It’s great when you’re doing a great job and being recognised for it at work. But sometimes when we’re not doing something exactly right, constructive criticism can be an even greater reward as it offers you the opportunity to grow and improve your performance. Even if it might not feel like it!
Nobody likes a slap on the wrist, but negative criticism shouldn’t be viewed that way. Approaching it with the right attitude can help you see constructive criticism for what it is — a way to get ahead in your job and to perform even better.
5 tips to help you handle constructive criticism
1. At first, don’t react
When people criticise your work, your first reaction may be to defend yourself, especially if you disagree with what is being said. The problem with defending yourself is that it closes you off to the great gift that constructive criticism may offer — insight into the way you can improve your performance.
It may also discourage the person offering the criticism to elaborate, which means that you may be missing out on valuable input that could have made a meaningful difference to your work. Rather than reacting, try to absorb what is being said so that you can think it over when you’re feeling less emotional and less defensive.
Many misunderstandings happen because people don’t listen. Not everyone is a natural communicator and your manager may feel nervous about giving you negative feedback, which may also make their message come across in the wrong way.
Instead of jumping to conclusions make sure you understand them correctly. Repeat their message back to them to prevent any misunderstandings. Don’t interrupt them while they’re speaking, rather make it your main priority to understand.
3. Ask questions
If you need more details, such as examples to demonstrate the points your manager is making, now is the time to ask. For example, you can say: “I don’t understand what changes you need from me regarding my weekly reports. Can we look at the most recent one I did for a better understanding?” Asking for clarity can help you to really grasp the constructive feedback and to make it your own.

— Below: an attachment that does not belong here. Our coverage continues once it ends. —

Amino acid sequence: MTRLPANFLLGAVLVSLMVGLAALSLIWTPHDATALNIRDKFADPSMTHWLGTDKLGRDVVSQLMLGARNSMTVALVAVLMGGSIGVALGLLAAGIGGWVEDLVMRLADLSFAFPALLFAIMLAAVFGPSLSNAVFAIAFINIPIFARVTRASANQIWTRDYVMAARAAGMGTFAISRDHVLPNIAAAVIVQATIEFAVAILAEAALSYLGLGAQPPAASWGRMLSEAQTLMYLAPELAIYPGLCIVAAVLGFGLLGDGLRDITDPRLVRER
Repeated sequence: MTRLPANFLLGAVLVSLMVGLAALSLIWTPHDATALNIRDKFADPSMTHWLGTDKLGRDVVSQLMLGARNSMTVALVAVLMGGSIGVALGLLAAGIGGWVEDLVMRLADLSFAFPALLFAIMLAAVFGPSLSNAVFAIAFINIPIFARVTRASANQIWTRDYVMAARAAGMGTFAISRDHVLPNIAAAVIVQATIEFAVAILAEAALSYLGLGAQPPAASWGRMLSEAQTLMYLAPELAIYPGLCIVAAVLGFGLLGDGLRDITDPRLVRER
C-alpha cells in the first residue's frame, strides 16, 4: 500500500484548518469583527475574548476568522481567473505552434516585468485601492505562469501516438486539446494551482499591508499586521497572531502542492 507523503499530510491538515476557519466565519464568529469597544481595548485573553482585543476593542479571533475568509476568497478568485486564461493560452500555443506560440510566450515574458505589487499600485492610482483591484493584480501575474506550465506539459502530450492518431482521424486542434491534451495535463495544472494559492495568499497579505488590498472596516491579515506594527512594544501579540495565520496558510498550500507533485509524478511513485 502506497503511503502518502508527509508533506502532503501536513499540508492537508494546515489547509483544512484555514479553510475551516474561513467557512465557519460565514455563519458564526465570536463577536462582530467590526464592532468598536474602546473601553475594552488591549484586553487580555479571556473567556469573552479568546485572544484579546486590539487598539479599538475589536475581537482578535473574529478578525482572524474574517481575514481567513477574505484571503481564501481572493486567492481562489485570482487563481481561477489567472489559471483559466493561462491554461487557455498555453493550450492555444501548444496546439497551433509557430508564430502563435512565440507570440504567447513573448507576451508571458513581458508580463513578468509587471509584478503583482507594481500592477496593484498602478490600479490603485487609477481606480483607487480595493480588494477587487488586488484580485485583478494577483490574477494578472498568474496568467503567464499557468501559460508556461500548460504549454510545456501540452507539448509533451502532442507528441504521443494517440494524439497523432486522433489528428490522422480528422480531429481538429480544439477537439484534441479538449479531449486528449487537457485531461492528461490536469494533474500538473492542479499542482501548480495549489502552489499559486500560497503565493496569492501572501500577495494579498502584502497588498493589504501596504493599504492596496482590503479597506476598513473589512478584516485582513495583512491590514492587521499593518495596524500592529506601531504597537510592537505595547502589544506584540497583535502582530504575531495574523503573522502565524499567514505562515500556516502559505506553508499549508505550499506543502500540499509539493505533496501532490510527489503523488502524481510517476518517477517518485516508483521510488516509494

4. Ask for a follow-up meeting
If you need to think about the criticism you received or if you want to make sure you’re implementing the changes your manager suggested correctly, request a follow-up meeting. This will give you an opportunity to also suggest alternative solutions or to ask for additional resources, for example, an updated software program or additional training if their suggestions are impractical or beyond your current skill set.
5. Say thank you
Remember to thank your manager for their feedback. It’s important to show appreciation for the time they took to evaluate your work and to invest in you as an employee.
Read more: Is the word ‘busy’ ruining your life?
When to confront negative criticism
Sometimes people use negative feedback to bring you down or to attack you on a personal level. In these cases, consider standing up for yourself in a professional manner by sticking to the facts and by highlighting unfair criticism. You may also want to keep a record of these incidents should you need to defend yourself in future. Unfair criticism will usually be:
- An attack on your personality or your differences.
- About something that is not your fault.
- Delivered in an aggressive manner.
Negative feedback can be a great way to gain insight into your weaknesses. Don’t take it personally, but use it as a tool to improve your performance and to grow in your career.
Republished from e|Care, an online portal for health and wellness by Health|Insite. Website: www.healthinsite.net. Tel: 0861 066 666